9 Best Coastal Campgrounds in Britain

By: Liam Bentley

England’s unique coastline is home to a mountain of indoor and outdoor attractions offering history, heritage, and some of the best beach combing in the UK. Inns and hotels dot the oceanfront and so do some of the most sublime campgrounds, offering convenient facilities for visitors exploring the many varied backdrops along the coast. Whether pitching a tent, popping open a camper, or booking a cozy camping snug, a world of natural treasures opens up along the brilliant waterfront: beaches, castles, gorgeous walking paths, historic pubs, and rich wildlife create divinely diverse experiences.

  1. Isles of Scilly |  Bryher Campsite

The mostly sheltered Bryher Campsite in Isles of Scilly, tucked between two large hills, is the perfect place to catch views of Tresco and  Hangman Island. Isles of Scilly is set in Cornwall County and surrounded by waters so clear and blue they could easily be mistaken for a Caribbean backdrop. The archipelago off the southwest end of the Cornish peninsula has a tiny population and is the perfect spot to breathe the air and recharge your mind, body, and soul. At Green Bay there’s a beautiful sandy beach and a peaceful feel at Rushy Cove where swimming conditions are ideal. With showers, washing machines, clothes dryers, and proper restrooms, it doesn’t feel much like roughing it. For a break from the campfire, visit one of the most popular nearby pubs, Fraggle Rock, or enjoy delectable seafood suppers at Hell Bay Hotel.


  1. Pembrokeshire | Dale Hill Farm

Another noteworthy camping area in Pembrokeshire, Dale Hill Farm offers the riches of the exciting coastline where outdoor activities abound and the scenery is something difficult to take your eyes off. Dale Hill Farm provides a large, open field, a backdrop of a rocky escarpment, and fantastic vistas of Milford Haven estuary. Enjoy basic amenities including showers, bathrooms, and a space for doing dishes with handy access to a freezer and refrigerator. Diving and surfing is possible at West Dale and pontoon crabbing is a delight for kids. Skokholm and Skomer are both natural reserves explored via a quick boat trip to the stunning islands.  The coast is showered with natural attractions found along the 299-kilometer coastal route beginning in Cardigan and ending at Amroth Castle. It can be walked, driven, cycled, or explored in any combination of ways.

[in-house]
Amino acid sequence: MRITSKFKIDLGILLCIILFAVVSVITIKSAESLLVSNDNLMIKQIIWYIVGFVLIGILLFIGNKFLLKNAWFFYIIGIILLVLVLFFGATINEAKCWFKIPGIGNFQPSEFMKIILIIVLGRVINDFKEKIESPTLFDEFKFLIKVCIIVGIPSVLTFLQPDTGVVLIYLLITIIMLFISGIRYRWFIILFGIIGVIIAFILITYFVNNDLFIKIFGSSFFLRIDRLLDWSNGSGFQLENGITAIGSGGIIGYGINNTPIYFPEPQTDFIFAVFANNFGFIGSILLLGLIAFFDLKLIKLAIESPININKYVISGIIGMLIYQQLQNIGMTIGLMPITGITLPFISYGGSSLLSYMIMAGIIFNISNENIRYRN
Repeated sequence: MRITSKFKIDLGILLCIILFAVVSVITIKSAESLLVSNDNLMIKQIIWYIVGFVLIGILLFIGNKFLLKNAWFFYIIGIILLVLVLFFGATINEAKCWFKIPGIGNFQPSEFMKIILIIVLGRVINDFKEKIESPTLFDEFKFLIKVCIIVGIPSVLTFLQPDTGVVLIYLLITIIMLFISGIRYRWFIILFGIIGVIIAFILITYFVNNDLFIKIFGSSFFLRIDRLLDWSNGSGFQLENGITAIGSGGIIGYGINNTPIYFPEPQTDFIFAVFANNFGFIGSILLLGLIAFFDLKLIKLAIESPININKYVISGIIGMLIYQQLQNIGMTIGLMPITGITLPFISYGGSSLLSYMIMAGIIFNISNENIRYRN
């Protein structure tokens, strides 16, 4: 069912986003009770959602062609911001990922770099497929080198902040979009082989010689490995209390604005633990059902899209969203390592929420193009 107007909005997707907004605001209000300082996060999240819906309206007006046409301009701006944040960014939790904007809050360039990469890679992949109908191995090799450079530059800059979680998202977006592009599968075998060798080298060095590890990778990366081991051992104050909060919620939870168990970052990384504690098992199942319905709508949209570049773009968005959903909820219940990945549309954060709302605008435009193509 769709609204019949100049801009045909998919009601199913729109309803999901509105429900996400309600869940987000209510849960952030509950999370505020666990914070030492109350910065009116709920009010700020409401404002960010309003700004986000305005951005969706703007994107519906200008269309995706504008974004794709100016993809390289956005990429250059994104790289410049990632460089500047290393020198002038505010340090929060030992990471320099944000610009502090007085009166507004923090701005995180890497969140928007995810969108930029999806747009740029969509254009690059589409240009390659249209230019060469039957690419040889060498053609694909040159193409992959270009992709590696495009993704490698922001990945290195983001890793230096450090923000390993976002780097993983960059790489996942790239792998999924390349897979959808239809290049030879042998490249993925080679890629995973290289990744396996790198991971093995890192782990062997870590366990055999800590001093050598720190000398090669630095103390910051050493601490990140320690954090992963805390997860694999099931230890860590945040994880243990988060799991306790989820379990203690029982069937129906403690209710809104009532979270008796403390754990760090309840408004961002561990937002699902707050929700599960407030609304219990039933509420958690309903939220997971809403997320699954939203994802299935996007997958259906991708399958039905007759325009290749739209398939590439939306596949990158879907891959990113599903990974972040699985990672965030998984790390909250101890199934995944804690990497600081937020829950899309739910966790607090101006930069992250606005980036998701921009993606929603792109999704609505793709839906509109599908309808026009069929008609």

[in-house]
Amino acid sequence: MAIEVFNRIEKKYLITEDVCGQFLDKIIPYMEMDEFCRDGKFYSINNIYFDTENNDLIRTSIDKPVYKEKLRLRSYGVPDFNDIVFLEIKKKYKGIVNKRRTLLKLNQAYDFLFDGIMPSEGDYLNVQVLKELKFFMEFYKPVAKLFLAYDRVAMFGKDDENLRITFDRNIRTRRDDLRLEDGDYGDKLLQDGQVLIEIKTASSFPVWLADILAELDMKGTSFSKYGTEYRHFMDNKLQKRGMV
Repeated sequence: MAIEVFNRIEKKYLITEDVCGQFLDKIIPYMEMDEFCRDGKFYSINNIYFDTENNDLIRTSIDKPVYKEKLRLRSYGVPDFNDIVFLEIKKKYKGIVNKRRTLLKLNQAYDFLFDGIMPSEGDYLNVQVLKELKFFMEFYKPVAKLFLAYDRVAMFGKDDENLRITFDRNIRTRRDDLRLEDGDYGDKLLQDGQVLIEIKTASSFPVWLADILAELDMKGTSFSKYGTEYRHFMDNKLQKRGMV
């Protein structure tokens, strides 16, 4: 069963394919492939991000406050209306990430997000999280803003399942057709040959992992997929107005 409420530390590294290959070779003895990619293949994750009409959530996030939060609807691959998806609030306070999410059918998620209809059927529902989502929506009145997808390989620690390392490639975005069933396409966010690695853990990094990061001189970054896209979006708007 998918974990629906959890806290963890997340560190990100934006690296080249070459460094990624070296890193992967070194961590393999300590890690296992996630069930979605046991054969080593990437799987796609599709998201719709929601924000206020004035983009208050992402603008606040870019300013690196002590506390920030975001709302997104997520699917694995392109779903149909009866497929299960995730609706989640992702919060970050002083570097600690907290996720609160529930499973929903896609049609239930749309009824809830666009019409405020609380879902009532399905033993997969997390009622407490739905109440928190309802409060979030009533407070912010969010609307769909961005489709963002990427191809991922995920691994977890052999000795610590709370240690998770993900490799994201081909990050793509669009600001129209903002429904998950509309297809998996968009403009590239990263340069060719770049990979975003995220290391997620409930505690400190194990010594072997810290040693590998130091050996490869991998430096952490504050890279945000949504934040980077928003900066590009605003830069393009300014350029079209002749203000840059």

1. Penzance | Treen Farm Campsite

Located in the port of Cornwall on the west side, Treen Farm Campsite faces the gleaming English channel, borders Newlyn (a popular fishing port) and is just 600 feet from Treen Cliff. Facing southwest, Treen receives excellent sunlight, and there are beautiful, 360-degree vistas, a large recreation area, and a handy, onsite shop. There are beaches within easy walking and driving distance. Nearby Penzance and the pretty port are also close by where there are quaint shops and a harbour where fishing boats can be rented or trips arranged. Logan Rock is one of the nearby possible cliff walks best for beginners or intermediates and the Southwest Coast Path can be hiked in either direction: west for Sennen Cove and Lands End and east for Newlyn, Lamorna, and Mousehole–the entire coast is a cycling Mecca and bikes can be borrowed from Treen Farm.